As Mothra, I spin around
the family room, seeking
anywhere but flames.
Mom is Rodan, screeching
at anything that makes her
angry. My father, though,
crashes through the scene
as Godzilla, the big destroyer
who burns all resistance,
leaving smoke in his wake.
He occupies the living room,
while we cry in the kitchen,
I daub Rodan’s tears with wings,
while she massages my back
with her beak. If only we could find
a way to live in peace together.
But it’s too late for that.
We’ve been exposed to radiation
our whole lives, the toxic waste
of guilt and recriminations.
We might dwell under the same sky,
soldiers might try to fire on us all,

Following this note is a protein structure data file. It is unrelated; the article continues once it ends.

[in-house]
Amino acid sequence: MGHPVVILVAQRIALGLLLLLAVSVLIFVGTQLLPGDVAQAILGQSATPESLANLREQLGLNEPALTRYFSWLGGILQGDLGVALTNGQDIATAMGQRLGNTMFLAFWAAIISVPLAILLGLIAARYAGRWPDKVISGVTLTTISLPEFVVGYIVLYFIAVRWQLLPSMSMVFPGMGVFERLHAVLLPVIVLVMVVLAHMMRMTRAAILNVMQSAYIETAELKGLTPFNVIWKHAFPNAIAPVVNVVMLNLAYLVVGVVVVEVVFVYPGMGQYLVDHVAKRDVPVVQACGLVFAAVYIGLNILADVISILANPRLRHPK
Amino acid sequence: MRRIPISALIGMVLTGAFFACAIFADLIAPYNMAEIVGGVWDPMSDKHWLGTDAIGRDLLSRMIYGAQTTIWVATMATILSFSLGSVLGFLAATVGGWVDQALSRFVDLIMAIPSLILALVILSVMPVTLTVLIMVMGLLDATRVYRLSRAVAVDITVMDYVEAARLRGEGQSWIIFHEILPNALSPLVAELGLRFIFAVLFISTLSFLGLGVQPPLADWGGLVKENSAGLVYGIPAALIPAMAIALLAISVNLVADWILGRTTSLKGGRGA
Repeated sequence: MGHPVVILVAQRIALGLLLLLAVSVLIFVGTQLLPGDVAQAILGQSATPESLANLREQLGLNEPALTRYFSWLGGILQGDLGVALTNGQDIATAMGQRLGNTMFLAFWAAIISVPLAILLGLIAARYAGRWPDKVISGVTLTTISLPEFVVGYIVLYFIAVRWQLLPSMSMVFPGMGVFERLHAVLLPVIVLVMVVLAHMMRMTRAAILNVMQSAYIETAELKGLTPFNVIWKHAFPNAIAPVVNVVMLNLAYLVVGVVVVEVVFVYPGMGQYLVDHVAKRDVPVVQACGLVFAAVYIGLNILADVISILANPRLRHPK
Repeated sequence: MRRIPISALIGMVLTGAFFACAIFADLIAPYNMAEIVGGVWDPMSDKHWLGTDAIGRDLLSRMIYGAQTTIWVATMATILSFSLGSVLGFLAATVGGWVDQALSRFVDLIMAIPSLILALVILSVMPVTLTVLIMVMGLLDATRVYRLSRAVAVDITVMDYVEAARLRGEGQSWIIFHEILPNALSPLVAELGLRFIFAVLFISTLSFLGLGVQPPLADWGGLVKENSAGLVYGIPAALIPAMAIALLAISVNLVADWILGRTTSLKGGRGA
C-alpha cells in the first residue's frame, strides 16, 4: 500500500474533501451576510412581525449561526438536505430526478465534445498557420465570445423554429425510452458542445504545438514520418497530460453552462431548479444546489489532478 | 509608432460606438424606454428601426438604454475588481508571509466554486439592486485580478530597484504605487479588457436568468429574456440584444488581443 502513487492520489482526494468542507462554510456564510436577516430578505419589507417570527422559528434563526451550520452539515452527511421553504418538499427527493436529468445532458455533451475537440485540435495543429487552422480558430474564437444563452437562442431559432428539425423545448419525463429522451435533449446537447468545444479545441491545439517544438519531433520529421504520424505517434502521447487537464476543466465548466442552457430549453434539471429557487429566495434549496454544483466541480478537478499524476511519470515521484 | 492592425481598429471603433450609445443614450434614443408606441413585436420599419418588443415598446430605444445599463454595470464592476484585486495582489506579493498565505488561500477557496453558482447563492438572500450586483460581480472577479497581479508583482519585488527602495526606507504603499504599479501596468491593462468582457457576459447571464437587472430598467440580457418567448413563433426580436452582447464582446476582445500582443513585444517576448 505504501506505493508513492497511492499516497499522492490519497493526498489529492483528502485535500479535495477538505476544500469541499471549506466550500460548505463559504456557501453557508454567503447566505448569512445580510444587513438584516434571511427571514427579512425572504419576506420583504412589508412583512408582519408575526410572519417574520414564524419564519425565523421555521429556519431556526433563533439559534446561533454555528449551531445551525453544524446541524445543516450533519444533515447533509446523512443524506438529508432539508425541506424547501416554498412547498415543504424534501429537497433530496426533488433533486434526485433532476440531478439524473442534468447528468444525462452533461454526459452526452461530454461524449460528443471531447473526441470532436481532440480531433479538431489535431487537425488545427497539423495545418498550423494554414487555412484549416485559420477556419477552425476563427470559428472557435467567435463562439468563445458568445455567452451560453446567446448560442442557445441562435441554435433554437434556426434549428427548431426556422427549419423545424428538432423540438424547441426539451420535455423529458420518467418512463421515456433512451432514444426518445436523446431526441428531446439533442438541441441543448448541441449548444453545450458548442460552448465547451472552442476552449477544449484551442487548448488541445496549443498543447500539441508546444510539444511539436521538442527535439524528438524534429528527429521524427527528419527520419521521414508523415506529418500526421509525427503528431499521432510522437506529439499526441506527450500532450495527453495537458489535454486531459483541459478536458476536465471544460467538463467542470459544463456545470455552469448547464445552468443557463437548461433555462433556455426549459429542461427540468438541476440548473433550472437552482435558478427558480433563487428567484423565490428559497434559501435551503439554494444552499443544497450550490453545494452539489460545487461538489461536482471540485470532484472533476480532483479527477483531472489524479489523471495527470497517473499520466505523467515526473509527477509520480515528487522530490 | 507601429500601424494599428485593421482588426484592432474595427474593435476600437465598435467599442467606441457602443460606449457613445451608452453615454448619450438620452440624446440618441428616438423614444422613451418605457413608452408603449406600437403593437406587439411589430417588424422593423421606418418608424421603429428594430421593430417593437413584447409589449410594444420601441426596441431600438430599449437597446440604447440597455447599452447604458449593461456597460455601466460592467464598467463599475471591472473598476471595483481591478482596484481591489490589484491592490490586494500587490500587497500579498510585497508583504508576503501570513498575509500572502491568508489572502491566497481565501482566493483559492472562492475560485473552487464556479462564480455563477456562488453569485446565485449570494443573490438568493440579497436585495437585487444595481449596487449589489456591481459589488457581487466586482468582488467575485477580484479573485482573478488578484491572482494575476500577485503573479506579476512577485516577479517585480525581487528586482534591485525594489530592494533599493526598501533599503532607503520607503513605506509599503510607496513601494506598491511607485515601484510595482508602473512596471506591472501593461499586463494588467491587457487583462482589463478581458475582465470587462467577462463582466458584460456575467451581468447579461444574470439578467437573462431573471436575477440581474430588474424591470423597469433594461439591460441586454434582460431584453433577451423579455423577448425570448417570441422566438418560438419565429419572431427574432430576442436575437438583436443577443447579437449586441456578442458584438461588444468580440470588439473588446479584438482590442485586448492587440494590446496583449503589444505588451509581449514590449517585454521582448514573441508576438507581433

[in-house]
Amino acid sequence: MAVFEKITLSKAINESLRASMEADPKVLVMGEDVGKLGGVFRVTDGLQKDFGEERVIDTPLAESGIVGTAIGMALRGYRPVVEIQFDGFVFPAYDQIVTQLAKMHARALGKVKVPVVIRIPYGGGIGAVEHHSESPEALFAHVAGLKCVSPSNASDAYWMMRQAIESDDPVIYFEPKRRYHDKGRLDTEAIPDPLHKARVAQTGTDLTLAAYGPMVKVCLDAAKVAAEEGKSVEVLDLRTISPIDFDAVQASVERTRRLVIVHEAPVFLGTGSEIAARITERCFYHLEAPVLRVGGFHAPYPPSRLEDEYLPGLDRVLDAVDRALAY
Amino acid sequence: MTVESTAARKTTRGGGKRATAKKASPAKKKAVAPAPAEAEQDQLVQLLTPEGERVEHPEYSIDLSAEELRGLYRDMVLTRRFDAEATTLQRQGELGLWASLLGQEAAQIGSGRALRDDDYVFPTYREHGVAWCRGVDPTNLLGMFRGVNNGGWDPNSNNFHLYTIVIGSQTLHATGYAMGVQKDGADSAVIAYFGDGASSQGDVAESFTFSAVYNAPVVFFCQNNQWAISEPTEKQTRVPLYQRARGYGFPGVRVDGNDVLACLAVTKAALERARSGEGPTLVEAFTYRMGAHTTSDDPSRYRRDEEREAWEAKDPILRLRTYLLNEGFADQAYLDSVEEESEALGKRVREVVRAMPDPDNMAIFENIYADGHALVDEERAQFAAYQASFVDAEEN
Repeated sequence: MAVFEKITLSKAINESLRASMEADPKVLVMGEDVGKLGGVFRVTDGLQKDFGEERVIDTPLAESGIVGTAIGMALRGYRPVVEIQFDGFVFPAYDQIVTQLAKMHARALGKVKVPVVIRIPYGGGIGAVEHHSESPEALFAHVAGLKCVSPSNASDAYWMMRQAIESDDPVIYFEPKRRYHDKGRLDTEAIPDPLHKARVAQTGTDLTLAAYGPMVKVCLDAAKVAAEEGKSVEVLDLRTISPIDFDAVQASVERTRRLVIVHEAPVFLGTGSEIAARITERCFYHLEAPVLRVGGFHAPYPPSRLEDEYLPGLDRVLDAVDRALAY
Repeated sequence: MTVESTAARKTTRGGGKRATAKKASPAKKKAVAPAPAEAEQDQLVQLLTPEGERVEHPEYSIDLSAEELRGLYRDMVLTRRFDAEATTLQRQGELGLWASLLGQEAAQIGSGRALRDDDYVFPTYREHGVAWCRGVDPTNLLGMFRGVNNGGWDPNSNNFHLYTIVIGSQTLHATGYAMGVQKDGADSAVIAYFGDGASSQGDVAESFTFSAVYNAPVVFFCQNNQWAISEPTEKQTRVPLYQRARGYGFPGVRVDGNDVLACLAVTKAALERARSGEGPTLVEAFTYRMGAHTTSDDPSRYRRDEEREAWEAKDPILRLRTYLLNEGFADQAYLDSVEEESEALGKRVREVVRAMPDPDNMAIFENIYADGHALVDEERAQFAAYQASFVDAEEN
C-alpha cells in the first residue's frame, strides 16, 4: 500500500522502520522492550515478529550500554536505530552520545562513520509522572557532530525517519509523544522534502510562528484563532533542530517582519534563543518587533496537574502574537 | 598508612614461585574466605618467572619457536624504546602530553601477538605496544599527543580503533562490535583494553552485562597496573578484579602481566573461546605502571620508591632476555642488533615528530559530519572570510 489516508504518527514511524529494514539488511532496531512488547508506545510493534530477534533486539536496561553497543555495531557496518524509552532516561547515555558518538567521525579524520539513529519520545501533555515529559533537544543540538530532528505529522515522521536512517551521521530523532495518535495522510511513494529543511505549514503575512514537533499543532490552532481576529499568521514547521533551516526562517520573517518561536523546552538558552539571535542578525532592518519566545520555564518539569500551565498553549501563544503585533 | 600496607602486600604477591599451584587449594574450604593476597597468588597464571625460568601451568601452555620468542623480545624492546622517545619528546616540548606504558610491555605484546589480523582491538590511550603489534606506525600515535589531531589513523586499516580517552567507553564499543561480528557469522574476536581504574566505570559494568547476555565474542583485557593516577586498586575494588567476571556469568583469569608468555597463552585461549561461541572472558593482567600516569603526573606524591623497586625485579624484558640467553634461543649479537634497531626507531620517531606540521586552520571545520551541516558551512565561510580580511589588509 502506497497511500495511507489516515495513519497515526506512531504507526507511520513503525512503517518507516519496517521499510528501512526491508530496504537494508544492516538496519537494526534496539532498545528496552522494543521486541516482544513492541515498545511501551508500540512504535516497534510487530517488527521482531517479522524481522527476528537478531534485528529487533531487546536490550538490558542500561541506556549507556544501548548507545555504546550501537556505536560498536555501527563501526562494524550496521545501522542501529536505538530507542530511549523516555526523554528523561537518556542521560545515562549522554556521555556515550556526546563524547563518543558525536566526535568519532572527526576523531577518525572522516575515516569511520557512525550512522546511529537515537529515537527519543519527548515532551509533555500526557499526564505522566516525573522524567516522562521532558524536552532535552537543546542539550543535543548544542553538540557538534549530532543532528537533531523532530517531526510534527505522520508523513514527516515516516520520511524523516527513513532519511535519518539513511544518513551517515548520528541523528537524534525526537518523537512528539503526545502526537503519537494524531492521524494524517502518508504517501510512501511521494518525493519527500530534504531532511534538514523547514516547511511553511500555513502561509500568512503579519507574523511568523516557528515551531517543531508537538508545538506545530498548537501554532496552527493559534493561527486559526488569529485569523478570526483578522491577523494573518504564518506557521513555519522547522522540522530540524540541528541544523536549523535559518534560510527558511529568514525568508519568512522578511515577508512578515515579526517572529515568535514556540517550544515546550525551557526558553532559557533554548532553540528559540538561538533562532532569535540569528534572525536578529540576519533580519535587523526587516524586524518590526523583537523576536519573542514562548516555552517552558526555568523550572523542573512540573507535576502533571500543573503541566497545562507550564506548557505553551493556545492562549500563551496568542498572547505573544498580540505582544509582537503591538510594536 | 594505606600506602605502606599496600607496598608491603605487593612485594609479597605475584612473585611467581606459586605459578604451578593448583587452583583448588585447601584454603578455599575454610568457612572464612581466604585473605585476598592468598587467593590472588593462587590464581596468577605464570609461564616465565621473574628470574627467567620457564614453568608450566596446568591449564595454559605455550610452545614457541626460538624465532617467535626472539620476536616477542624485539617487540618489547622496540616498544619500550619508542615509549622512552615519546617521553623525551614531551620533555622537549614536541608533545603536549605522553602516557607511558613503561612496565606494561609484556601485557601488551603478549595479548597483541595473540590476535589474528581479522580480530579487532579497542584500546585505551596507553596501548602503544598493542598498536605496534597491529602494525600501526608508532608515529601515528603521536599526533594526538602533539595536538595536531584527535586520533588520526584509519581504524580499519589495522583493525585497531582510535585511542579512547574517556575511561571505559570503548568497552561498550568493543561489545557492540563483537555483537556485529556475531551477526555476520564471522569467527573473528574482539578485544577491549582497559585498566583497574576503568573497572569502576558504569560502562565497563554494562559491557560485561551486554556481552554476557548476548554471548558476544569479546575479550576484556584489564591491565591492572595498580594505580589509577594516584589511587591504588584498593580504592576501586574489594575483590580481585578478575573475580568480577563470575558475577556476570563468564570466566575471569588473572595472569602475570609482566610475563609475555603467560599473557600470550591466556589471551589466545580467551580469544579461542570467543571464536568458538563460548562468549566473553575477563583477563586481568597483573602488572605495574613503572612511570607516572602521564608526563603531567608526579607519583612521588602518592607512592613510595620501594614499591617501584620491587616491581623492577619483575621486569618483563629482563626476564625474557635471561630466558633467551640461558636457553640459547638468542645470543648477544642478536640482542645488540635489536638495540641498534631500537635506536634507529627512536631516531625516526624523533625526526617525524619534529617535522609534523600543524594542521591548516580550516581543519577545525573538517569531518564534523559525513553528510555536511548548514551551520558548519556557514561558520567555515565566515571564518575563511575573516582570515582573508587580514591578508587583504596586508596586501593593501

but we must depart to separate lairs,
pledging one day to return.
In the future we will not be creatures.
We’ll turn back into human beings,
wearing a suit, a dress, a concert t-shirt,
whatever forms the fates allow,
to once again go outside in the light,
breathing nothing but clean air.
Donald Illich has published poetry in journals such as The Iowa Review, Fourteen Hills, Map Literary, Passages North, and Cold Mountain Review. He won Honorable Mention in the Washington Prize book contest. He recently published a book, Chance Bodies (The Word Works, 2018).